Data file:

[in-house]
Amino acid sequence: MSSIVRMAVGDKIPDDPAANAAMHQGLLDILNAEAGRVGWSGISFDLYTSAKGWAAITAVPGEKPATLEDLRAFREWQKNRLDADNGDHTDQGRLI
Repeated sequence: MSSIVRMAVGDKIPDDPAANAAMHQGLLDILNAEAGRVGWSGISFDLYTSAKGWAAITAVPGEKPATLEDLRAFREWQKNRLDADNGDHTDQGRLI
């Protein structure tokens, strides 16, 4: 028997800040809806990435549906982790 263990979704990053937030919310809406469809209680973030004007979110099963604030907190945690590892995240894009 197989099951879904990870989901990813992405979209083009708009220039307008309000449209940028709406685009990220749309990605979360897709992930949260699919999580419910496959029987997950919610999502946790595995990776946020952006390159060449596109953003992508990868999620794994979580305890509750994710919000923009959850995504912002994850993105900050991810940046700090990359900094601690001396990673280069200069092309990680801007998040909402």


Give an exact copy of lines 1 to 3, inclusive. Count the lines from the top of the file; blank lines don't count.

[in-house]
Amino acid sequence: MSSIVRMAVGDKIPDDPAANAAMHQGLLDILNAEAGRVGWSGISFDLYTSAKGWAAITAVPGEKPATLEDLRAFREWQKNRLDADNGDHTDQGRLI
Repeated sequence: MSSIVRMAVGDKIPDDPAANAAMHQGLLDILNAEAGRVGWSGISFDLYTSAKGWAAITAVPGEKPATLEDLRAFREWQKNRLDADNGDHTDQGRLI